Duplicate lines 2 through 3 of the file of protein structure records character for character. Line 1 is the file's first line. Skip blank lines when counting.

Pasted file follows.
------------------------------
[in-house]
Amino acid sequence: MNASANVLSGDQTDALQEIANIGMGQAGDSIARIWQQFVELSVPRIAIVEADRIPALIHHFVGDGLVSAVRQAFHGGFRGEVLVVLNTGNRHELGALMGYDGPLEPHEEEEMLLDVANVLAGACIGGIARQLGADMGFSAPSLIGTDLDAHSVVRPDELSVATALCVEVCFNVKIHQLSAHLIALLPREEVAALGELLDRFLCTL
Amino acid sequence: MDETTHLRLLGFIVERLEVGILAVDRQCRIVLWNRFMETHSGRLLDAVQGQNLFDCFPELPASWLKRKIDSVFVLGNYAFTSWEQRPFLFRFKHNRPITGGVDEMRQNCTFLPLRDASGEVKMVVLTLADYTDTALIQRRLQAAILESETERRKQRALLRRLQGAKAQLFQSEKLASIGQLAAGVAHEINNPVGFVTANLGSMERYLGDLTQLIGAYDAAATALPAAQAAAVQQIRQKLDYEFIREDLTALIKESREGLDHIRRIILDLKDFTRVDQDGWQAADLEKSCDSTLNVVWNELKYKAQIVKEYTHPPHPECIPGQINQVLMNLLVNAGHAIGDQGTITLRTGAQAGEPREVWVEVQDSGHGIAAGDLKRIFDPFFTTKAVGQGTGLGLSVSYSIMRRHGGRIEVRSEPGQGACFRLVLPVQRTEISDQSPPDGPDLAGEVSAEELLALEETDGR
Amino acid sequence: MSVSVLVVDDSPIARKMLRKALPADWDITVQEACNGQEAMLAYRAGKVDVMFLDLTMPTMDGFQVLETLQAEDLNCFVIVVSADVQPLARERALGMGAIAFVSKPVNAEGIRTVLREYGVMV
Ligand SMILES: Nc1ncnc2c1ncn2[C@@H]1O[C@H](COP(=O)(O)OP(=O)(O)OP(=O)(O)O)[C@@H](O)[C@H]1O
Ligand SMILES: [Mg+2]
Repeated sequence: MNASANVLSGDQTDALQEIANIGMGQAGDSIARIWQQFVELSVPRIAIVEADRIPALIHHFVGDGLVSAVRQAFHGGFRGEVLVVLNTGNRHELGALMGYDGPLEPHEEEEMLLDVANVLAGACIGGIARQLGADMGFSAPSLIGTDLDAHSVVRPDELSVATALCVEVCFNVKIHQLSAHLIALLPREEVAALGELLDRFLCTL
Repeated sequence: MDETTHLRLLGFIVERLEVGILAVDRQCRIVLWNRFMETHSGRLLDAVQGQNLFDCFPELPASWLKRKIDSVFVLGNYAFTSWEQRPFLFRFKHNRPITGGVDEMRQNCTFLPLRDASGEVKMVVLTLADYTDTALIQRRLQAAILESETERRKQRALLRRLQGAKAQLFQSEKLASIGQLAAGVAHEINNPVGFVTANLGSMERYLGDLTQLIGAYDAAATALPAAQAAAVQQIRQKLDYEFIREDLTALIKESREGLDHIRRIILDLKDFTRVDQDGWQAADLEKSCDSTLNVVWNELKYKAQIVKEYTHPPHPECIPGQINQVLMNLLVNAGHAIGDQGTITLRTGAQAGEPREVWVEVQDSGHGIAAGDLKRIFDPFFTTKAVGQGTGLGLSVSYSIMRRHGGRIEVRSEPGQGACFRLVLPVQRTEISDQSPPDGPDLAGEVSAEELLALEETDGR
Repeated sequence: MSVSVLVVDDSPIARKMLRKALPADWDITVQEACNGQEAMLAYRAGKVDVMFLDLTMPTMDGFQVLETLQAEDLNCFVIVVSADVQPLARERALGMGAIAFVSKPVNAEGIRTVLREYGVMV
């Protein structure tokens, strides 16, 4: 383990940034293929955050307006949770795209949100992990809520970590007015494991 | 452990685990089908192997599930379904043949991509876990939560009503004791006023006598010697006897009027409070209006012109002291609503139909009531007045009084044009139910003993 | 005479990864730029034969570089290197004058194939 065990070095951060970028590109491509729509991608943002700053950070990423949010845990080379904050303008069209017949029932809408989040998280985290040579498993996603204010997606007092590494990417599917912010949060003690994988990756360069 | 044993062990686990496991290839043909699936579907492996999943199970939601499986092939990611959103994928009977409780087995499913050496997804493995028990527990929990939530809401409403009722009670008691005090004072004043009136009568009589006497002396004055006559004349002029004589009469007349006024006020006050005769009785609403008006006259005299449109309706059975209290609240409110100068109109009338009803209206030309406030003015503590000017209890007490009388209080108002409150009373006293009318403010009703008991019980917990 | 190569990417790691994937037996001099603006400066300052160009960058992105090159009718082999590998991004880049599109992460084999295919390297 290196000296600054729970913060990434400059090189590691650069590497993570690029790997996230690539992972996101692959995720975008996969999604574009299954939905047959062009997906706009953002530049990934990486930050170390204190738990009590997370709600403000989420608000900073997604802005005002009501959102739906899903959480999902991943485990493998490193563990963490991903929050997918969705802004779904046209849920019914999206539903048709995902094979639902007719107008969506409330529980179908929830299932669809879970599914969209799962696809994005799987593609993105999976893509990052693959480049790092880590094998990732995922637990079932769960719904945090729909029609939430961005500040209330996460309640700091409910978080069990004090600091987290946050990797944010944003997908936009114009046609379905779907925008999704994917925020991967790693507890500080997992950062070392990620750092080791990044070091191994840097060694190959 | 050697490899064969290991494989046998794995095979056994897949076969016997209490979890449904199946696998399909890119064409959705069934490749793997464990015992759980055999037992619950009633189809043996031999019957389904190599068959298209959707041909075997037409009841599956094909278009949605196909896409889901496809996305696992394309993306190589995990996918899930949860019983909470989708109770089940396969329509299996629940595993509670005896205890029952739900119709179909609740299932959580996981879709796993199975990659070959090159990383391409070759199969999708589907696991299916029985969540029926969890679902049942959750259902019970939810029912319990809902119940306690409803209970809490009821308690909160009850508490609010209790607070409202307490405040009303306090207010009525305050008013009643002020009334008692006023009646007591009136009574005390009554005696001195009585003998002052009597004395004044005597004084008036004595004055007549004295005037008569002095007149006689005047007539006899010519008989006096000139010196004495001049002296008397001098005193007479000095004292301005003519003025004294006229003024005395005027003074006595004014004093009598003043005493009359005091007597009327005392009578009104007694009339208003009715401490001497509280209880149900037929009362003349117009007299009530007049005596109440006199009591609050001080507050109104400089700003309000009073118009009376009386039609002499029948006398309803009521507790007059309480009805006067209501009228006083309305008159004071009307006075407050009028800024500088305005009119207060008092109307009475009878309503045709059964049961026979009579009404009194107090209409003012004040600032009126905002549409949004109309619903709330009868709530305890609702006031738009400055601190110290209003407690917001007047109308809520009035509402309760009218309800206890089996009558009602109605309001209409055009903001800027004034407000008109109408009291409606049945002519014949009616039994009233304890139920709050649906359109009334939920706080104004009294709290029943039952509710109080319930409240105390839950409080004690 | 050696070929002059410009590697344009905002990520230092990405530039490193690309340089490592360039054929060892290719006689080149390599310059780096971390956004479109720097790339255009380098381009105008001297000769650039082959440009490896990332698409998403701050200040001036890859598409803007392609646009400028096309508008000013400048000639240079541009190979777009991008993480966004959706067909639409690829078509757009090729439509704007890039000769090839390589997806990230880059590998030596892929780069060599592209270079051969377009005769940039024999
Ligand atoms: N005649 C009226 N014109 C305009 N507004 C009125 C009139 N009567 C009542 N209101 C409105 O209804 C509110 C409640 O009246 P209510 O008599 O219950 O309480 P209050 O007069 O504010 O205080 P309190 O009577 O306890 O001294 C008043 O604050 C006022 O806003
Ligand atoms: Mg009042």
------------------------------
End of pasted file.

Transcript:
Amino acid sequence: MNASANVLSGDQTDALQEIANIGMGQAGDSIARIWQQFVELSVPRIAIVEADRIPALIHHFVGDGLVSAVRQAFHGGFRGEVLVVLNTGNRHELGALMGYDGPLEPHEEEEMLLDVANVLAGACIGGIARQLGADMGFSAPSLIGTDLDAHSVVRPDELSVATALCVEVCFNVKIHQLSAHLIALLPREEVAALGELLDRFLCTL
Amino acid sequence: MDETTHLRLLGFIVERLEVGILAVDRQCRIVLWNRFMETHSGRLLDAVQGQNLFDCFPELPASWLKRKIDSVFVLGNYAFTSWEQRPFLFRFKHNRPITGGVDEMRQNCTFLPLRDASGEVKMVVLTLADYTDTALIQRRLQAAILESETERRKQRALLRRLQGAKAQLFQSEKLASIGQLAAGVAHEINNPVGFVTANLGSMERYLGDLTQLIGAYDAAATALPAAQAAAVQQIRQKLDYEFIREDLTALIKESREGLDHIRRIILDLKDFTRVDQDGWQAADLEKSCDSTLNVVWNELKYKAQIVKEYTHPPHPECIPGQINQVLMNLLVNAGHAIGDQGTITLRTGAQAGEPREVWVEVQDSGHGIAAGDLKRIFDPFFTTKAVGQGTGLGLSVSYSIMRRHGGRIEVRSEPGQGACFRLVLPVQRTEISDQSPPDGPDLAGEVSAEELLALEETDGR